Original Flash Gordon comic strip sells for $512,000
As we forecast in our recent extensive feature covering the 2019 science and technology auction year, science fiction memorabilia is hot and getting hotter, regardless of COVID-19. This was validated with the US$512,000 sale last week of the original Sunday comic strip artwork for Flash Gordon #1 – the first appearance of the most influential of all American space opera comic strips. The comic strip artwork sold for $512,000 at Profiles in History, with the original artwork for the first comic strip featuring Jungle Jim, another of Alexander Raymond's creations, fetching $96,000.
The space opera genre began in 1928 when Buck Rogers made his first appearance in Amazing Stories, a science fiction magazine, in August 1928, when he featured in a story entitled Armageddon 2419 A.D. by Philip Francis Nowlan. Buck went on to stardom, at first in a syndicated newspaper comic strip (1929) then a radio program in 1932 and finally a television series. The popularity of the Buck Rogers comic strip meant rival newspaper comic strip syndicates had to produce their own space operas in order to compete.
In late 1933, King Features Syndicate assigned Alexander Raymond to create a Sunday comic page to compete against Buck Rogers and the result was the visually captivating science-fiction epic adventure Flash Gordon that quickly developed an audience far surpassing that of the Buck Rogers franchise.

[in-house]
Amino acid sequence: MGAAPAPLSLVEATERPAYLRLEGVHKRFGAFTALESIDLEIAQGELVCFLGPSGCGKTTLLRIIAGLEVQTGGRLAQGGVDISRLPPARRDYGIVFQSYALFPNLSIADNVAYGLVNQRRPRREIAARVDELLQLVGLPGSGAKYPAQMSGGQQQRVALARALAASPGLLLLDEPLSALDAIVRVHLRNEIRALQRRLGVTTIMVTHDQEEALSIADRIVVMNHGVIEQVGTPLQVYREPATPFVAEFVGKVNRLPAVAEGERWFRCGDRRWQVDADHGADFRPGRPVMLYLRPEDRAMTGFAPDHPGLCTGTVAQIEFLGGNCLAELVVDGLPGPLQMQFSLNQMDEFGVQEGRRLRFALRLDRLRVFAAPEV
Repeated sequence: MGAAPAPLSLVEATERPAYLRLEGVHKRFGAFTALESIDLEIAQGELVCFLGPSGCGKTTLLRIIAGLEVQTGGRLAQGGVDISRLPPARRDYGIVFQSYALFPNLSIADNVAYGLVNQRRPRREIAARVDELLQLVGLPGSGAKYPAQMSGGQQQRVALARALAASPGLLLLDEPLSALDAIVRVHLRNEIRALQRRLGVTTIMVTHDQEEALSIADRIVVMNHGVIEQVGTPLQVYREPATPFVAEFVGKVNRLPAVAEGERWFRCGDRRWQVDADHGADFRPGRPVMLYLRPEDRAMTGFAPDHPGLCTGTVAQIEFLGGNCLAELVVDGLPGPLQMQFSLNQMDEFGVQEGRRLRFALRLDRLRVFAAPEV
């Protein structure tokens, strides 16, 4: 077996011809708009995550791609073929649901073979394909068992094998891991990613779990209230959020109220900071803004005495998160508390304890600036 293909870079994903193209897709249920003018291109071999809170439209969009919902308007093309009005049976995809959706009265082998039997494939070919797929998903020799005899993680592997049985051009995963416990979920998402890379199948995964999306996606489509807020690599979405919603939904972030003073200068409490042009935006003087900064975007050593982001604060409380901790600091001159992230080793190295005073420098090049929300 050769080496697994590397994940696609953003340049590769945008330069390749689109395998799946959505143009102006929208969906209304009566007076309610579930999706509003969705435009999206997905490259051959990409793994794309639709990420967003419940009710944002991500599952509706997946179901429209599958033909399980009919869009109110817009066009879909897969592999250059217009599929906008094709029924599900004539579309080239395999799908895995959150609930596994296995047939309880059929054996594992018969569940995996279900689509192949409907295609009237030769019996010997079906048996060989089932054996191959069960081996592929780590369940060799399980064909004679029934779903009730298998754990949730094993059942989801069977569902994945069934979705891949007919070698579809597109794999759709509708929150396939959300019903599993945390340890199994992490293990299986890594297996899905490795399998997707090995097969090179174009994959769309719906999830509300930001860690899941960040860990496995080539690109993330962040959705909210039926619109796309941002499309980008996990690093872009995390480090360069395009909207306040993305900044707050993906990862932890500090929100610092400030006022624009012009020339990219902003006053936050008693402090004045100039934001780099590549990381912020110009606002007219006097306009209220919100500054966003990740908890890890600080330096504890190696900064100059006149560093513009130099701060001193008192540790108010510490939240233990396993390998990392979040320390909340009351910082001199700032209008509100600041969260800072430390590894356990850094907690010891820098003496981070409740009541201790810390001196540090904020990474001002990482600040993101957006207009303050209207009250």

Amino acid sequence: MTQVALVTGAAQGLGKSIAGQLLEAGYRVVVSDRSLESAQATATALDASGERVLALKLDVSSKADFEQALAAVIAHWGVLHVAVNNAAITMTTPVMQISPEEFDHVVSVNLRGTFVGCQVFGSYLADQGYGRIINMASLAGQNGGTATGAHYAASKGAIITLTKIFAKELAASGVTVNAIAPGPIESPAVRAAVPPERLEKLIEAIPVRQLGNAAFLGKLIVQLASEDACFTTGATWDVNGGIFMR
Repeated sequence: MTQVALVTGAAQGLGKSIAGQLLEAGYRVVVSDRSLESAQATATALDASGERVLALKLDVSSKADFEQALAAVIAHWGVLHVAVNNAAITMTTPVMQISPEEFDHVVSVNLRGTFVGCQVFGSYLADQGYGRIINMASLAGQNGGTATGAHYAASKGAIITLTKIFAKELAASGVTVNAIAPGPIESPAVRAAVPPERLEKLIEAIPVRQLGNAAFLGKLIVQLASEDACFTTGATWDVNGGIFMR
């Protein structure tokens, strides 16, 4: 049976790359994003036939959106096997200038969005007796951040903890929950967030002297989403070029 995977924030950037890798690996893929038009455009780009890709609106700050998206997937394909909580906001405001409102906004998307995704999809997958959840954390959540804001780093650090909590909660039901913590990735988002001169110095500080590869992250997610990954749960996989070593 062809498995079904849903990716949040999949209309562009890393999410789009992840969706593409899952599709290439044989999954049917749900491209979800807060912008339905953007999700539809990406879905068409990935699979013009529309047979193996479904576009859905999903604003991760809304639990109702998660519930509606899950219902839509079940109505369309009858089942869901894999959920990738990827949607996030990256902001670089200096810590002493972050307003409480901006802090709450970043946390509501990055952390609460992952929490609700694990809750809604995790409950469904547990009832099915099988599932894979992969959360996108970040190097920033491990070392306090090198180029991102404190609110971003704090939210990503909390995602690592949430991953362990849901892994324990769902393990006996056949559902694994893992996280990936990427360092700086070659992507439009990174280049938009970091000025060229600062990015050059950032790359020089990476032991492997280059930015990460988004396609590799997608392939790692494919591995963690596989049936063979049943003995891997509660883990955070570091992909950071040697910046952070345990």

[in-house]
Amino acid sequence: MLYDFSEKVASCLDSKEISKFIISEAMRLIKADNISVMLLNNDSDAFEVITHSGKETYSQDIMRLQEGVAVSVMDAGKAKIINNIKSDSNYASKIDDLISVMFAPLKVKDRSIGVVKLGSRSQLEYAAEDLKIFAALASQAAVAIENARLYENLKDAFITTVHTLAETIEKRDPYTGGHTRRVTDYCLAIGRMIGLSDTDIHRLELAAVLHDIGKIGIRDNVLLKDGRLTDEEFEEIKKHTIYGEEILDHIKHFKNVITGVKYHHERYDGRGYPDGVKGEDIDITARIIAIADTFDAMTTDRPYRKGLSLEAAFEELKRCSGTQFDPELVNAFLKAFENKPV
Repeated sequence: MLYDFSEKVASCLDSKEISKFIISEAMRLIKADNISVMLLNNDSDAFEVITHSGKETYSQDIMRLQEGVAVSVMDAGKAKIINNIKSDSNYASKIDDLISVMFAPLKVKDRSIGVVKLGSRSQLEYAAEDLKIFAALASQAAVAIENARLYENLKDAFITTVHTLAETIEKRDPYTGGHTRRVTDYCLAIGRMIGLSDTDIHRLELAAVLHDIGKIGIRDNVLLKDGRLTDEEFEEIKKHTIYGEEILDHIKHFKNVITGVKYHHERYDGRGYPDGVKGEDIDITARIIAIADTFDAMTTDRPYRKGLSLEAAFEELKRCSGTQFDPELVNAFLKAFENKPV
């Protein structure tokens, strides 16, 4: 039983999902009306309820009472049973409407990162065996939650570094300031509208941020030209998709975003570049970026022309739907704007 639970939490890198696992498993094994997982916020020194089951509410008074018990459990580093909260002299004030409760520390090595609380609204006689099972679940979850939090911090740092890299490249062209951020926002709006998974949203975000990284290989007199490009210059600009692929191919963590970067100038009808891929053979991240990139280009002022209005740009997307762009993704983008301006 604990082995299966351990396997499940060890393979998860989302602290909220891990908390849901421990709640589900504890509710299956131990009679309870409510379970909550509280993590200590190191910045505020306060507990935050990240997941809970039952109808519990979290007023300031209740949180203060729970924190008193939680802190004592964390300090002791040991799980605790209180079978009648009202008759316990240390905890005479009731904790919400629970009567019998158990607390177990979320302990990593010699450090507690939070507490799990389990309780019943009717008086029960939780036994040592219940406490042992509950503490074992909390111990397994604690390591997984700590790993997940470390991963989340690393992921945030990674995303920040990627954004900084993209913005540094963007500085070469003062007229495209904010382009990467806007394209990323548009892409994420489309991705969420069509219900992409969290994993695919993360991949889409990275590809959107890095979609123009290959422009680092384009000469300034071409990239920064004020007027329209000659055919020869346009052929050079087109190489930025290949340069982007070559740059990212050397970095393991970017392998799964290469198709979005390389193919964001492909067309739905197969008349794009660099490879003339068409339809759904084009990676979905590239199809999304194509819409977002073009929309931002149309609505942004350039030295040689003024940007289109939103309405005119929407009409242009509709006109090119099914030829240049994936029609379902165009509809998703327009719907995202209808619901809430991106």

Raymond’s first Flash Gordon strip debuted on January 7, 1934, introducing the handsome “Flash Gordon, Yale graduate and world-renowned polo player” and his lovely companion, Dale Arden, who parachute out of a crashing plane and are Shanghaied by Dr. Hans Zarkov aboard his rocket ship launched to intercept the threatening planet Mongo hurtling towards Earth.
Thus began the fantastical space opera that, by the late 1930s, was published in 130 newspapers across the globe, translated into eight languages, and read by over 50 million people each week. Quite soon, Flash Gordon was the star of novels and comic books.
As media evolved, so too did Flash Gordon. In 1935, the weekly comic strip was adapted into a 26-episode weekly radio serial entitled The Amazing Interplanetary Adventures of Flash Gordon, a 26-episode weekly radio serial. In late 1935, a daily Flash Gordon radio show began, running four days a week for 60 episodes.
As previously mentioned, the very first appearance of Buck Rogers in a 1928 science fiction magazine entitled Amazing Stories began the entire space opera genre. A copy of the magazine sold at auction last year for $1250.